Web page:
If the Treasures series can bring us such notable Disney television-based characters as Davy Crockett, the Swamp Fox and the Scarecrow of Romney Marsh, why for heavens sake not Ludwig Von Drake. He is one the studio's most entertaining personalities yet has long been terribly underrepresented on video and DVD. In his first appearance on September 24, 1961, he, along with Walt Disney, introduced Disney television programing to color, and would go on to be the shows premiere animated character during the 1960s. In addition to that first episode, An Adventure in Color/Mathmagic Land, the set could include other Von Drake tour de forces such as Carnival Time, Fly With Von Drake, Inside Outer Space, Von Drake in Spain and The Hunting Instinct. An extended profile of Von Drake's alter ego, veteran voice artist Paul Frees, would make a great supplemental feature.

Explore the 2719 Hyperion Archives:

Melody Time

Monday, August 18, 2008

Freeze Frame! - Mickey's Kangaroo

In the 1935 cartoon Mickey's Kangaroo, Mickey receives a special delivery from a Leo Buring in Australia. The short was supposedly inspired by real life events. On a post from the Disney History blog, J.B. Kaufmann noted:

"According to a syndicated story that appeared in newspapers in 1934, an Australian admirer sent Walt a gift of two wallabies, a male and a female. By the time they reached the States, they had produced a third. According to this story, the Disney staff promptly named the male wallaby Leapo, the female Hoppo, and the baby Poucho. This of course became an obvious inspiration for the cartoon Mickey's Kangaroo, released the following April. Joe Grant told me in 1988 that the newspaper story was true; he remembered the wallabies being kept in a pen outside the story department. I asked him if the name that appears on the mailing label in the cartoon, Leo Buring, was the name of the real-life person who sent the animals to Walt, and he thought it probably was."

Leo Buring was at that time becoming a well known figure in the Australian wine industry. According to the web site Wine Society, "In 1931 Buring formed a business partnership with Reginald Mowat of Great Western called Leo Buring & Co. His first wine was made from grapes grown at his Emu Plains property in the early 1930s."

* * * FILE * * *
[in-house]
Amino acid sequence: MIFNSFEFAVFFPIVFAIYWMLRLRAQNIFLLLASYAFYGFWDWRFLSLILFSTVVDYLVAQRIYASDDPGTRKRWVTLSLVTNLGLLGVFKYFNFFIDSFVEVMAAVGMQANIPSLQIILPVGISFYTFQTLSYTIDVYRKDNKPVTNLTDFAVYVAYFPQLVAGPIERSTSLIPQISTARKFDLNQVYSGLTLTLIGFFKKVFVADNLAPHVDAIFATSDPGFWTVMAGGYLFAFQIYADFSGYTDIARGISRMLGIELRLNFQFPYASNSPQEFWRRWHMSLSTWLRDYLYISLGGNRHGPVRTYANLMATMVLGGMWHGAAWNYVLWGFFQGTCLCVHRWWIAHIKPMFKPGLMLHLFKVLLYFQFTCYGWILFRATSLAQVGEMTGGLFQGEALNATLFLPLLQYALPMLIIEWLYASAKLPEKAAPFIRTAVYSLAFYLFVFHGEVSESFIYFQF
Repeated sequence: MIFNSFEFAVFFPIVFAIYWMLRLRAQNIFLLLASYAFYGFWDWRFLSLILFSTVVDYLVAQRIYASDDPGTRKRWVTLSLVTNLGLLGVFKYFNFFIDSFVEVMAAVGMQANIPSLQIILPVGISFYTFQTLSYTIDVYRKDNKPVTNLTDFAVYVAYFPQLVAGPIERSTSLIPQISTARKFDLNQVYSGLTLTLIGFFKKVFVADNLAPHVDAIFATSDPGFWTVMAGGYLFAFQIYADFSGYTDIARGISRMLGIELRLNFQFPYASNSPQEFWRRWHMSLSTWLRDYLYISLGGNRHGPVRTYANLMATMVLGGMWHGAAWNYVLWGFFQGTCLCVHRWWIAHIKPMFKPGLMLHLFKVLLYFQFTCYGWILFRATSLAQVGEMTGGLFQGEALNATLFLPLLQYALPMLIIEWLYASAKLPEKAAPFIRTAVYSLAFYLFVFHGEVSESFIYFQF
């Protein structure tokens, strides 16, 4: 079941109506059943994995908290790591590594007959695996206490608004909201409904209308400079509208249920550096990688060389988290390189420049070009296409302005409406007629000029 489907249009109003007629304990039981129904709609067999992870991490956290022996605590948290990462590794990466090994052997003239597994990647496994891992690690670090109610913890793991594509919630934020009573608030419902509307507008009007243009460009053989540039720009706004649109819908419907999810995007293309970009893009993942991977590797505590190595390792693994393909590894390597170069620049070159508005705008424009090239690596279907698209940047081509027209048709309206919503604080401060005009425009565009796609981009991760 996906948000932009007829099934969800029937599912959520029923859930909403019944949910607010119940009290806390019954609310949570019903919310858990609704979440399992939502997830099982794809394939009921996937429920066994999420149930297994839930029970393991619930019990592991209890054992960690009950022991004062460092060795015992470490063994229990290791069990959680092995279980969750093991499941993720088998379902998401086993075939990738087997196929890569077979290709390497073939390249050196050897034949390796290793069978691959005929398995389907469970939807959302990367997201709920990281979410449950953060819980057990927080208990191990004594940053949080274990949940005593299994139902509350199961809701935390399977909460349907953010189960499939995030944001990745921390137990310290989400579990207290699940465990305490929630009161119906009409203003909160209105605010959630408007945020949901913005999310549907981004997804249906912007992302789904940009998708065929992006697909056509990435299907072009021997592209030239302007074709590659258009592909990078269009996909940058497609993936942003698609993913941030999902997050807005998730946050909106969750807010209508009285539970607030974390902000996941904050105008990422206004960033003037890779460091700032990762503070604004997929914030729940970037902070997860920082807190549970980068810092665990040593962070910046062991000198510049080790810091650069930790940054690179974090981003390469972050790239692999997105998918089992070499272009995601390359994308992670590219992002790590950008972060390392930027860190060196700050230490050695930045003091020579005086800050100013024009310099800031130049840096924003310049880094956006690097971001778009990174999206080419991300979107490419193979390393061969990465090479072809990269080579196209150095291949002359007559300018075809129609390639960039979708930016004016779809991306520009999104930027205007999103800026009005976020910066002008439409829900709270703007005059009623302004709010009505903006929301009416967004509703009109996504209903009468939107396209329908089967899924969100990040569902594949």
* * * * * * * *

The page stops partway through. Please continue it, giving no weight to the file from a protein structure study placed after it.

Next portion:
Another interesting piece of kangaroo trivia--likely inspired by Mickey's Kangaroo, Disney artists would in 1943 redesign Pocket Books trademark kangaroo Gertrude. The paperback publisher's mascot and joey were no doubt drawn in part from the character designs created for the 1935 cartoon.

Sunday, August 17, 2008

Windows to the Past: Westward Ho! - Wichita

Westward Ho, the Wagons! and Disneyland USA share the marquee sign at the Boulevard Theatre in Wichita, Kansas. Moviegoers lined up around the block in December of 1956 to see the Disney Cinemascope double bill. The photograph is part of the Wichita Photo Archives.

Saturday, August 16, 2008

Snapshot! - Min and Bill

Here is a Snapshot! follow-up to our recent post that highlighted the celebrity caricatures that appeared in 1933 cartoon Mickey's Gala Premier. Min and Bill's Dockside Diner at Disney's Hollywood Studios was inspired by the 1930 film Min and Bill which starred Marie Dressler and Wallace Berry. The sign for the counter service restaurant bears caricatures of the two stars, who were both quite famous during the early 1930s. In fact, Dressler, far from a Hollywood glamor queen and well into her sixties, was the number one box office draw at the time. Disney artists created similar caricatures of the pair in Mickey's Gala Premier.

Thursday, August 14, 2008

Please, Mister, Don't Be Careless

In 1943, Walt Disney made available the characters from his animated feature Bambi to the U.S. Department of Agriculture and the Forest Service to use in a poster promoting the prevention of forest fires. According to

"The "Bambi" poster was a success and proved that using an animal as a fire prevention symbol would work. A fawn could not be used in subsequent campaigns because "Bambi" was on loan from Walt Disney studios for only one year; the Forest Service would need to find an animal that would belong to the Cooperative Forest Fire Prevention Campaign. It was finally decided that the Nation's number one firefighter should be a bear."

Thus, on August 9, 1944, a certain and future iconic character was born.

And even today, the Walt Disney Company remains active in the cause.

Wednesday, August 13, 2008

Windows to the Past: Pinocchio's Pal 1941

An advertisement on the side of a newspaper delivery truck promotes an upcoming article featuring Disney's feature film Pinocchio, and more specifically, the character of Jiminy Cricket. The photograph was snapped in downtown Pittsburgh, Pennsylvania on April 21, 1940. The photo is from the Historic Pittsburgh Image Collections.